Commenced in January 2007
Frequency: Monthly
Edition: International
Paper Count: 2

hedonic Related Abstracts

2 Examining the Effects of Ticket Bundling Strategies and Team Identification on Purchase of Hedonic and Utilitarian Options

Authors: Young Ik Suh, Tywan G. Martin

Abstract:

Bundling strategy is a common marketing practice today. In the past decades, both academicians and practitioners have increasingly emphasized the strategic importance of bundling in today’s markets. The reason for increased interest in bundling strategy is that they normally believe that it can significantly increase profits on organization’s sales over time and it is convenient for the customer. However, little efforts has been made on ticket bundling and purchase considerations in hedonic and utilitarian options in sport consumer behavior context. Consumers often face choices between utilitarian and hedonic alternatives in decision making. When consumers purchase certain products, they are only interested in the functional dimensions, which are called utilitarian dimensions. On the other hand, others focus more on hedonic features such as fun, excitement, and pleasure. Thus, the current research examines how utilitarian and hedonic consumption can vary in typical ticket purchasing process. The purpose of this research is to understand the following two research themes: (1) the differential effect of discount framing on ticket bundling: utilitarian and hedonic options and (2) moderating effect of team identification on ticket bundling. In order to test the research hypotheses, an experimental study using a two-way ANOVA, 3 (team identification: low, medium, and high) X 2 (discount frame: ticket bundle sales with utilitarian product, and hedonic product), with mixed factorial design will be conducted to determine whether there is a statistical significance between purchasing intentions of two discount frames of ticket bundle sales within different team identification levels. To compare mean differences among the two different settings, we will create two conditions of ticket bundles: (1) offering a discount on a ticket ($5 off) if they would purchase it along with utilitarian product (e.g., iPhone8 case, t-shirt, cap), and (2) offering a discount on a ticket ($5 off) if they would purchase it along with hedonic product (e.g., pizza, drink, fans featured on big screen). The findings of the current ticket bundling study are expected to have many theoretical and practical contributions and implications by extending the research and literature pertaining to the relationship between team identification and sport consumer behavior. Specifically, this study can provide a reliable and valid framework to understanding the role of team identification as a moderator on behavioral intentions such as purchase intentions. From an academic perspective, the study will be the first known attempt to understand consumer reactions toward different discount frames related to ticket bundling. Even though the game ticket itself is the major commodity of sport event attendance and significantly related to teams’ revenue streams, most recent ticket pricing research has been done in terms of economic or cost-oriented pricing and not from a consumer psychological perspective. For sport practitioners, this study will also provide significant implications. The result will imply that sport marketers may need to develop two different ticketing promotions for loyal fan and non-loyal fans. Since loyal fans concern ticket price than tie-in products when they see ticket bundle sales, advertising campaign should be more focused on discounting ticket price.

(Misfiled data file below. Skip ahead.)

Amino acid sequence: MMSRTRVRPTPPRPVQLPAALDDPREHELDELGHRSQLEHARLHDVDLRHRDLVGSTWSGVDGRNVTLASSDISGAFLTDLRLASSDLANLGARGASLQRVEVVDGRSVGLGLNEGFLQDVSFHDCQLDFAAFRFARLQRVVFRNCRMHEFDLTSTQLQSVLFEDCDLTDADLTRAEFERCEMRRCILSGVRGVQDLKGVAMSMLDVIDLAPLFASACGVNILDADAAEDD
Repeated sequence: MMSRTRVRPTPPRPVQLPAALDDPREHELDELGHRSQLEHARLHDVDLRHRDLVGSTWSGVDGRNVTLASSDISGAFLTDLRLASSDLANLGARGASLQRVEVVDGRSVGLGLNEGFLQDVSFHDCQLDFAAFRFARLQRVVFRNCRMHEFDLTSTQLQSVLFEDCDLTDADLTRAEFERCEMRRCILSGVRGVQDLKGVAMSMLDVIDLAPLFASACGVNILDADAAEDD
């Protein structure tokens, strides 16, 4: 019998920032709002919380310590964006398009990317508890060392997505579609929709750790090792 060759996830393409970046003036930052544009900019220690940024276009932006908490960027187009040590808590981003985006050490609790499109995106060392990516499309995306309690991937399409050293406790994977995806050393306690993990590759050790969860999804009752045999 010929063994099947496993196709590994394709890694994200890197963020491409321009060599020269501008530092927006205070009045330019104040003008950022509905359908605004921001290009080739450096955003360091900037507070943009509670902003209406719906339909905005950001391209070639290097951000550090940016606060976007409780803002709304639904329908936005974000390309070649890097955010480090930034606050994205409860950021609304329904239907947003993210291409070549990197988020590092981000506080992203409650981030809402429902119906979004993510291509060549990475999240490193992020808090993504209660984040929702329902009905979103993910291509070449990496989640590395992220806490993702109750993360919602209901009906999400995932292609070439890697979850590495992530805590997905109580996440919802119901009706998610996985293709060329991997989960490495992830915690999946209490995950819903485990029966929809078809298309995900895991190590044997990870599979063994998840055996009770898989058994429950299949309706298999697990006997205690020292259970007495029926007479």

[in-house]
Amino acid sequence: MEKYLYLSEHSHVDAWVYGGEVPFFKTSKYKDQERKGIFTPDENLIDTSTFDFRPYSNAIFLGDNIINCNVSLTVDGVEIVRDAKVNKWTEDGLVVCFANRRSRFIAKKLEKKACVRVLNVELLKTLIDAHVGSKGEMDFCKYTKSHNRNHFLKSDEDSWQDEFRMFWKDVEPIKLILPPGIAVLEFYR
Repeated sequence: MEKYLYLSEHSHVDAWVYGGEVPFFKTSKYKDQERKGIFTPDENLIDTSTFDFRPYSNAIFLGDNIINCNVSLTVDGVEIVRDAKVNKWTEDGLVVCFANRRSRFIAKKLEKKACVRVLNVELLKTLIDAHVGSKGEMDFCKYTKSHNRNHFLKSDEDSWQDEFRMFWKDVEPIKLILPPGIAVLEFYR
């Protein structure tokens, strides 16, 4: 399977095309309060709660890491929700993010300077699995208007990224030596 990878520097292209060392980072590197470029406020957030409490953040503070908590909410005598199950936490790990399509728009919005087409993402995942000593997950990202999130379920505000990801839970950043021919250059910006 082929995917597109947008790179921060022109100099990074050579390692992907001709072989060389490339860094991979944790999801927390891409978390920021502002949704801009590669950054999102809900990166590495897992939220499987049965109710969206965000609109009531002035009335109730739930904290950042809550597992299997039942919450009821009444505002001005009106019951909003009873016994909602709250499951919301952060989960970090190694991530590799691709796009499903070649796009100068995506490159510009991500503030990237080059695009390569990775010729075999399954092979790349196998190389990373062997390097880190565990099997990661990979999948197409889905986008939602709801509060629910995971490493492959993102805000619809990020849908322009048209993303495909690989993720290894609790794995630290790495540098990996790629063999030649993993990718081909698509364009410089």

Keywords: team identification, ticket bundling, hedonic, utilitarian

Procedia PDF Downloads 53
1 A Hedonic Valuation Approach to Valuing Combined Sewer Overflow Reductions

Authors: Matt S. Van Deren, Michael Papenfus

Abstract:

Seattle is one of the hundreds of cities in the United States that relies on a combined sewer system to collect and convey municipal wastewater. By design, these systems convey all wastewater, including industrial and commercial wastewater, human sewage, and stormwater runoff, through a single network of pipes. Serious problems arise for combined sewer systems during heavy precipitation events when treatment plants and storage facilities are unable to accommodate the influx of wastewater needing treatment, causing the sewer system to overflow into local waterways through sewer outfalls. CSOs (Combined Sewer Overflows) pose a serious threat to human and environmental health. Principal pollutants found in CSO discharge include microbial pathogens, comprising of bacteria, viruses, parasites, oxygen-depleting substances, suspended solids, chemicals or chemical mixtures, and excess nutrients, primarily nitrogen and phosphorus. While concentrations of these pollutants can vary between overflow events, CSOs have the potential to spread disease and waterborne illnesses, contaminate drinking water supplies, disrupt aquatic life, and effect a waterbody’s designated use. This paper estimates the economic impact of CSOs on residential property values. Using residential property sales data from Seattle, Washington, this paper employs a hedonic valuation model that controls for housing and neighborhood characteristics, as well as spatial and temporal effects, to predict a consumer’s willingness to pay for improved water quality near their homes. Initial results indicate that a 100,000-gallon decrease in the average annual overflow discharged from a sewer outfall within 300 meters of a home is associated with a 0.053% increase in the property’s sale price. For the average home in the sample, the price increase is estimated to be $18,860.23. These findings reveal some of the important economic benefits of improving water quality by reducing the frequency and severity of combined sewer overflows.

Keywords: benefits, hedonic, Seattle, sewer

Procedia PDF Downloads 13